All the hours clocked to prove your worth have worked in your favour, and you’ve been promoted to a manager - congratulations, rockstar!
But with greater responsibilities to shoulder, now as your team looks to you for judgement call, that glorious title can quickly evaporate any initial excitement. With everyone looking at you, how can you manage all the pressure?
Being a manager is more than just producing stellar results from your work - after all, your great work was what led you here today. Now what’s key is ensuring that you’re bringing your team up the same way you have been groomed for the role.
Unfortunately, without prior experience, management can be a foreign concept. What then, can your new, inexperienced self do to ensure you’re not underperforming in your role while effectively overcoming your challenges head-on?
Take control of your own development
There’s no textbook way of managing a team because of the varying needs across businesses and industries. When it comes to managing your development as a new manager, you need to be the proactive party.
Leadership is one of the most essential attributes of an effective manager, but it is a skill that develops over time through training, mentoring, and adequate experience. Some managers are lucky their companies send them for management trainings and development programmes. But if that’s not the case for you, here are some ways to remain in control of your own development as a leader:
It’s completely normal to need some time adjusting to this new role and the responsibilities that follow.
Be prepared to delegate workIt’s a great step transitioning from a contributing team member to a manager, where you become the party driving results for the wider team. As such, your tasks need to be properly delegated to your subordinates.
On top of that, your role has become a much more strategic one, involving your understanding of different strengths and dynamics of your team, and how to best make it all work together, while ensuring they’re on track with their tasks and meeting company objectives.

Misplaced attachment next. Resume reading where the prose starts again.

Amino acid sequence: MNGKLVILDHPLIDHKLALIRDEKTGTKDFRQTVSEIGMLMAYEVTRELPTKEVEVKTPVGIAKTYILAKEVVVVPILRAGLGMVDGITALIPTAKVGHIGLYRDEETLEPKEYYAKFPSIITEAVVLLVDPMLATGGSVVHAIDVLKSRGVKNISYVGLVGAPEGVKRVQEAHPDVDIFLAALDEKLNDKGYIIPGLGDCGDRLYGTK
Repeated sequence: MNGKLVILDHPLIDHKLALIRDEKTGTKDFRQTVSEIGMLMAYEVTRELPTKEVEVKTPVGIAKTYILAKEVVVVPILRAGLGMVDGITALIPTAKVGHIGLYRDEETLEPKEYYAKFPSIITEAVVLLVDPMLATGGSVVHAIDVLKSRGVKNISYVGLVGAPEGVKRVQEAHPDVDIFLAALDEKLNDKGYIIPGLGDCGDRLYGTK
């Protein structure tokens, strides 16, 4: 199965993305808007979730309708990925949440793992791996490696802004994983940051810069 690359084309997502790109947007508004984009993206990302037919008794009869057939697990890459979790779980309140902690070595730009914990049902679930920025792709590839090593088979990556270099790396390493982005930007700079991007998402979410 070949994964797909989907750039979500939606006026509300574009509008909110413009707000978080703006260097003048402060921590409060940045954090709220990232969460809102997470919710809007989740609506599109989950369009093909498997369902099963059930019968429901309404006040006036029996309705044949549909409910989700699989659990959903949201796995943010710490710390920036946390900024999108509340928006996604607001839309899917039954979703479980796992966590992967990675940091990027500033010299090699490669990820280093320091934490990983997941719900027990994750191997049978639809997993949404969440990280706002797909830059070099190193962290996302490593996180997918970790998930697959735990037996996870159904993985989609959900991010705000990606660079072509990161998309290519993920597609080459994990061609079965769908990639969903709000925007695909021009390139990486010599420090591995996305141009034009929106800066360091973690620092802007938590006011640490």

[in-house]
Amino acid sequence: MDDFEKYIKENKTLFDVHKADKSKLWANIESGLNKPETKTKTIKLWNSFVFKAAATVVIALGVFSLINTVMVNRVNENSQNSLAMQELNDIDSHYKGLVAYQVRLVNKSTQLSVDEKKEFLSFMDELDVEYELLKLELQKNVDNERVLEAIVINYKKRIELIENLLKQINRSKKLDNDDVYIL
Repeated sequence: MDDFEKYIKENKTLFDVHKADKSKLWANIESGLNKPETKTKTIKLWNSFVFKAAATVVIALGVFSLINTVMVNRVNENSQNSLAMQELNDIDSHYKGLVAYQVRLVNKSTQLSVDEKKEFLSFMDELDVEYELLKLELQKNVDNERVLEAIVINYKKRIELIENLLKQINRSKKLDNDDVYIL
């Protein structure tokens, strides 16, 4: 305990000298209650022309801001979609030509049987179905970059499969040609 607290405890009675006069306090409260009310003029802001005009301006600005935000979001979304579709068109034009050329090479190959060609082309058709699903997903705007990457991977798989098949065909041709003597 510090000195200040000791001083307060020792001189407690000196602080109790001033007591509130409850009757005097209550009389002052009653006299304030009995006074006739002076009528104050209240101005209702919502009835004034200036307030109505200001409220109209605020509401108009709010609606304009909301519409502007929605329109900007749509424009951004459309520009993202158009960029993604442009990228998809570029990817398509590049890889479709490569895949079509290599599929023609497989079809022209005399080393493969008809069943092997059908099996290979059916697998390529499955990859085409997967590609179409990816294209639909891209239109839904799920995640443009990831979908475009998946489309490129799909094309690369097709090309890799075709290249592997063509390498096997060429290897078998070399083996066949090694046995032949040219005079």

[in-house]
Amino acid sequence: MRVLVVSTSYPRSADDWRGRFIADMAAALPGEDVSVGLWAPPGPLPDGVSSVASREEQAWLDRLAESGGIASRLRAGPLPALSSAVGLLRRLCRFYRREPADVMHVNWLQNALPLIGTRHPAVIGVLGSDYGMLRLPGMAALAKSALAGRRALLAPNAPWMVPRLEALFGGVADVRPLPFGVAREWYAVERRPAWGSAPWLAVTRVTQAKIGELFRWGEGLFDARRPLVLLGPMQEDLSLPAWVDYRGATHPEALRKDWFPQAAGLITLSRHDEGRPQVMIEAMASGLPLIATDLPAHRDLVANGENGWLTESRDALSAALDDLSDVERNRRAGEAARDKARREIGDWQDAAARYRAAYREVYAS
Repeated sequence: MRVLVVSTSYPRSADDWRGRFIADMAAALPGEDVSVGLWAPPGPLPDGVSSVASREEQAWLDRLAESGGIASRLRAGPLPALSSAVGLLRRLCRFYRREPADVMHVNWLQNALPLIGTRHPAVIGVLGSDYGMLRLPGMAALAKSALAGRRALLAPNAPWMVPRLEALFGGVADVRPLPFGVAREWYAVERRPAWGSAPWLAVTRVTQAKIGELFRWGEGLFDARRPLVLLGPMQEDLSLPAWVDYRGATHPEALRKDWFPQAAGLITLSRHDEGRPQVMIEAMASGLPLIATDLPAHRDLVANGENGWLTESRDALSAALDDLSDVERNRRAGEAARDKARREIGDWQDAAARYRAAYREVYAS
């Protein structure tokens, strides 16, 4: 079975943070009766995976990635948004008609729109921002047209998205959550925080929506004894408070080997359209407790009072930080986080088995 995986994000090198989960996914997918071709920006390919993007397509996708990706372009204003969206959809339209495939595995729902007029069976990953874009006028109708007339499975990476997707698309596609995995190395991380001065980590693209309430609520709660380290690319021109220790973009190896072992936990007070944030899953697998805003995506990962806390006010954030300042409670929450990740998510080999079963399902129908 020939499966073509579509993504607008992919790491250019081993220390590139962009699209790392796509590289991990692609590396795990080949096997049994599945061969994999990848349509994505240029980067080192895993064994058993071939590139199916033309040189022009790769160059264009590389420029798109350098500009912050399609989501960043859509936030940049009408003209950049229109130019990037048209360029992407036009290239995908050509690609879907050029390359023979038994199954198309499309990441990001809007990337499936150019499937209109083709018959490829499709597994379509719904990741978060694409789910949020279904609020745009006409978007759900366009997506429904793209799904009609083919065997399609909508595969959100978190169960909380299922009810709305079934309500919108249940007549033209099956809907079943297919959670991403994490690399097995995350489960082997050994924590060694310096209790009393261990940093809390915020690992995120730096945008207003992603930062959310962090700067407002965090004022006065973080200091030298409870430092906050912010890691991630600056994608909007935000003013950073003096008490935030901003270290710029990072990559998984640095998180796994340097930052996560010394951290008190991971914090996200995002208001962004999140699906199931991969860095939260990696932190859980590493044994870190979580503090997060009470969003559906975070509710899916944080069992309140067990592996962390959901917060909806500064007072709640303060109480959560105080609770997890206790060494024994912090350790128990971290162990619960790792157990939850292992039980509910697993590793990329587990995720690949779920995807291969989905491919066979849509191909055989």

Don’t micromanageIt can be nerve-wrecking to think someone cannot perform the same tasks as well as you have before, causing you to micromanage your team members.
Instead of telling them what to do, give them ownership of their work while giving support and mentorship when needed. A good leader will know how to draw the balance between micromanaging and under-delegating work.
Treat others with respectThis should be a no-brainer. To command respect from your team, you’ll first need to show the same respect, and not walk around with a sense of superiority from your new-found title.
Start engaging your team membersYou may be talking to your team on a day-to-day basis, but as a manager, it has become your responsibility to take that conversation further.
While this doesn’t mean you have to start having daily one-on-one meetings with every one of your direct reports, you’ll need to be available to talk and provide guidance when needed.
Make time to communicate outside work settings with your team, learn more about them and their expectations in their job, identify their pain points and decide if you’re in the position to alleviate these issues.
Knowing they have a leader who is well-invested in their well-being and progress will empower employees to be productive, and remain loyal to the company.
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